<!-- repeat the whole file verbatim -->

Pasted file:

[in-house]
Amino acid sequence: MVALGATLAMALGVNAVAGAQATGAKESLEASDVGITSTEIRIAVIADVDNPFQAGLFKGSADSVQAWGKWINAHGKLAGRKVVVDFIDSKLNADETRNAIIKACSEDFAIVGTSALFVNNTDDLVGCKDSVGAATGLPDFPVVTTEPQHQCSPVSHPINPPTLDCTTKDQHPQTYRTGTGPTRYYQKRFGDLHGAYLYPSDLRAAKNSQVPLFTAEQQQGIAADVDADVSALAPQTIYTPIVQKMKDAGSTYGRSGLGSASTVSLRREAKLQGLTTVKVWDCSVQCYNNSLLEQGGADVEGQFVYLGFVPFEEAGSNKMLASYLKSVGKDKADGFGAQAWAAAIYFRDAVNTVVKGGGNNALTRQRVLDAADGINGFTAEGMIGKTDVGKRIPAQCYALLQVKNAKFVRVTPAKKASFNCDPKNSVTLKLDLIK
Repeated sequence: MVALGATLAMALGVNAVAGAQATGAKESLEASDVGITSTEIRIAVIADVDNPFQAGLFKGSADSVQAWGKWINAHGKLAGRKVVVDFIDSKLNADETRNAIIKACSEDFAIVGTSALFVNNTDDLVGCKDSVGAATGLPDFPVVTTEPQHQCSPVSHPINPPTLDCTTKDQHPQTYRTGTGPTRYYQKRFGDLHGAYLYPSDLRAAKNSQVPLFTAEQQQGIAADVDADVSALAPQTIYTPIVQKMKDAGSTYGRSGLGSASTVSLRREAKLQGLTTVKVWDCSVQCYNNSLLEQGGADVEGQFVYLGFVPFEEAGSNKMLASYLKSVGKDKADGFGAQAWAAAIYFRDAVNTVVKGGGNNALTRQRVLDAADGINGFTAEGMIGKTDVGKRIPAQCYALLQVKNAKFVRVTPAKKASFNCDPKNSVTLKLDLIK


[in-house]
Amino acid sequence: MVALGATLAMALGVNAVAGAQATGAKESLEASDVGITSTEIRIAVIADVDNPFQAGLFKGSADSVQAWGKWINAHGKLAGRKVVVDFIDSKLNADETRNAIIKACSEDFAIVGTSALFVNNTDDLVGCKDSVGAATGLPDFPVVTTEPQHQCSPVSHPINPPTLDCTTKDQHPQTYRTGTGPTRYYQKRFGDLHGAYLYPSDLRAAKNSQVPLFTAEQQQGIAADVDADVSALAPQTIYTPIVQKMKDAGSTYGRSGLGSASTVSLRREAKLQGLTTVKVWDCSVQCYNNSLLEQGGADVEGQFVYLGFVPFEEAGSNKMLASYLKSVGKDKADGFGAQAWAAAIYFRDAVNTVVKGGGNNALTRQRVLDAADGINGFTAEGMIGKTDVGKRIPAQCYALLQVKNAKFVRVTPAKKASFNCDPKNSVTLKLDLIK
Repeated sequence: MVALGATLAMALGVNAVAGAQATGAKESLEASDVGITSTEIRIAVIADVDNPFQAGLFKGSADSVQAWGKWINAHGKLAGRKVVVDFIDSKLNADETRNAIIKACSEDFAIVGTSALFVNNTDDLVGCKDSVGAATGLPDFPVVTTEPQHQCSPVSHPINPPTLDCTTKDQHPQTYRTGTGPTRYYQKRFGDLHGAYLYPSDLRAAKNSQVPLFTAEQQQGIAADVDADVSALAPQTIYTPIVQKMKDAGSTYGRSGLGSASTVSLRREAKLQGLTTVKVWDCSVQCYNNSLLEQGGADVEGQFVYLGFVPFEEAGSNKMLASYLKSVGKDKADGFGAQAWAAAIYFRDAVNTVVKGGGNNALTRQRVLDAADGINGFTAEGMIGKTDVGKRIPAQCYALLQVKNAKFVRVTPAKKASFNCDPKNSVTLKLDLIK